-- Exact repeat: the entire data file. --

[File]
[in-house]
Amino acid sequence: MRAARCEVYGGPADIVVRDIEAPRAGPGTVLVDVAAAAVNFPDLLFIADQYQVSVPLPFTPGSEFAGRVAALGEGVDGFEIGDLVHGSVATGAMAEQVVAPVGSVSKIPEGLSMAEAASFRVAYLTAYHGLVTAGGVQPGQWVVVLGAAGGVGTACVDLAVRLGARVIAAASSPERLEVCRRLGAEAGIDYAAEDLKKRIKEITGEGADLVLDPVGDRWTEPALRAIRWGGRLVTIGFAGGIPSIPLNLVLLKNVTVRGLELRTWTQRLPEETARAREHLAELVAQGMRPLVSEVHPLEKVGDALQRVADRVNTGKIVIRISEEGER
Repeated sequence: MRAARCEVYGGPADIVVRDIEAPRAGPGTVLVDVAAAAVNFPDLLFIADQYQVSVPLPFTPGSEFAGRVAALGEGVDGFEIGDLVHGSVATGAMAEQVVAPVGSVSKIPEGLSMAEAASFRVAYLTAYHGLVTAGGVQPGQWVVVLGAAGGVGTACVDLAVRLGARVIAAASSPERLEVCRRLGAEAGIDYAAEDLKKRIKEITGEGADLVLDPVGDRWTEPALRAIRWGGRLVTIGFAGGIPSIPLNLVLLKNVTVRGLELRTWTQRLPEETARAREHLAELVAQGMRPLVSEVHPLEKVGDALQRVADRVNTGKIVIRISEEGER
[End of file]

[in-house]
Amino acid sequence: MRAARCEVYGGPADIVVRDIEAPRAGPGTVLVDVAAAAVNFPDLLFIADQYQVSVPLPFTPGSEFAGRVAALGEGVDGFEIGDLVHGSVATGAMAEQVVAPVGSVSKIPEGLSMAEAASFRVAYLTAYHGLVTAGGVQPGQWVVVLGAAGGVGTACVDLAVRLGARVIAAASSPERLEVCRRLGAEAGIDYAAEDLKKRIKEITGEGADLVLDPVGDRWTEPALRAIRWGGRLVTIGFAGGIPSIPLNLVLLKNVTVRGLELRTWTQRLPEETARAREHLAELVAQGMRPLVSEVHPLEKVGDALQRVADRVNTGKIVIRISEEGER
Repeated sequence: MRAARCEVYGGPADIVVRDIEAPRAGPGTVLVDVAAAAVNFPDLLFIADQYQVSVPLPFTPGSEFAGRVAALGEGVDGFEIGDLVHGSVATGAMAEQVVAPVGSVSKIPEGLSMAEAASFRVAYLTAYHGLVTAGGVQPGQWVVVLGAAGGVGTACVDLAVRLGARVIAAASSPERLEVCRRLGAEAGIDYAAEDLKKRIKEITGEGADLVLDPVGDRWTEPALRAIRWGGRLVTIGFAGGIPSIPLNLVLLKNVTVRGLELRTWTQRLPEETARAREHLAELVAQGMRPLVSEVHPLEKVGDALQRVADRVNTGKIVIRISEEGER